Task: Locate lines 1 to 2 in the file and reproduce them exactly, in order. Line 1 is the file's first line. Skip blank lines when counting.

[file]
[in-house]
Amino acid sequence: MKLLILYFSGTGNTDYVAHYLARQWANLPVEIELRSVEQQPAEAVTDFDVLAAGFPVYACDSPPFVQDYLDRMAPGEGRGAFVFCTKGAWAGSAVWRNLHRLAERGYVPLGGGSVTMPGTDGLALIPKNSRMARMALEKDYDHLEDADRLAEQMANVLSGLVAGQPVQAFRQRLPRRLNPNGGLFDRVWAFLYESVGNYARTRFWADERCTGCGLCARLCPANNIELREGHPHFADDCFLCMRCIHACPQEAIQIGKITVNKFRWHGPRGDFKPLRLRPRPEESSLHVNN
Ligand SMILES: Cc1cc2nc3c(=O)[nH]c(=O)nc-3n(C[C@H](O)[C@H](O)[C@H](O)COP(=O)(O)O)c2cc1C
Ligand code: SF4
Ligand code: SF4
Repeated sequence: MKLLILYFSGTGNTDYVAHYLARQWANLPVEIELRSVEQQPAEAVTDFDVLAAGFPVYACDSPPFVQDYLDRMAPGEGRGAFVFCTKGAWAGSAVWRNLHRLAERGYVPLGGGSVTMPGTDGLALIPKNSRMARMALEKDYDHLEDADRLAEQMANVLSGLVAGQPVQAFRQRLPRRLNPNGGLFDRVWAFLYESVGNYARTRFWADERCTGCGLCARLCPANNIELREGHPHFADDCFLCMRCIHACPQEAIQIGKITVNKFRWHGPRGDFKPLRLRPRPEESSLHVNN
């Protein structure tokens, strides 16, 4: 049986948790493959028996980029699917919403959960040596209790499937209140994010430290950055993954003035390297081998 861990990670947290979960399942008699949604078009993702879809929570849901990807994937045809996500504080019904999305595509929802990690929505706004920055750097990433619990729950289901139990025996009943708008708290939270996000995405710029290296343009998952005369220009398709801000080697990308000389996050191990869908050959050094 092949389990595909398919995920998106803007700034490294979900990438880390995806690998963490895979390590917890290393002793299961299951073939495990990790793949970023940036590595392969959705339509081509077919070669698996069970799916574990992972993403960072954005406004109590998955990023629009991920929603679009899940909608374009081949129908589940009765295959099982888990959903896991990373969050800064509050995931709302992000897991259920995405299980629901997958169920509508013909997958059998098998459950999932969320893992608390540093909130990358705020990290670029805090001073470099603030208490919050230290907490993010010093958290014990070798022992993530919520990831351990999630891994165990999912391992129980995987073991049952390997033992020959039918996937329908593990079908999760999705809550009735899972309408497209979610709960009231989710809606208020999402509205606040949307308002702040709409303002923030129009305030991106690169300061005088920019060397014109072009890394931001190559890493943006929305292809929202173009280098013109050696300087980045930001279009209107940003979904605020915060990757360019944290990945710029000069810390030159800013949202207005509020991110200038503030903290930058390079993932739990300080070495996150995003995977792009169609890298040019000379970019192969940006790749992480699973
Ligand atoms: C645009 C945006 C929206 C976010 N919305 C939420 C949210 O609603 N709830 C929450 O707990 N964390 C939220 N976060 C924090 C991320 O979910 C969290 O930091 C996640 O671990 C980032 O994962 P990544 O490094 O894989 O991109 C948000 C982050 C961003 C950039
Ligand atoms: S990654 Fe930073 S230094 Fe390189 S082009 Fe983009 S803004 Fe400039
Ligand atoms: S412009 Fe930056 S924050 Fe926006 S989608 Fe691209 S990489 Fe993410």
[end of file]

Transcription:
[in-house]
Amino acid sequence: MKLLILYFSGTGNTDYVAHYLARQWANLPVEIELRSVEQQPAEAVTDFDVLAAGFPVYACDSPPFVQDYLDRMAPGEGRGAFVFCTKGAWAGSAVWRNLHRLAERGYVPLGGGSVTMPGTDGLALIPKNSRMARMALEKDYDHLEDADRLAEQMANVLSGLVAGQPVQAFRQRLPRRLNPNGGLFDRVWAFLYESVGNYARTRFWADERCTGCGLCARLCPANNIELREGHPHFADDCFLCMRCIHACPQEAIQIGKITVNKFRWHGPRGDFKPLRLRPRPEESSLHVNN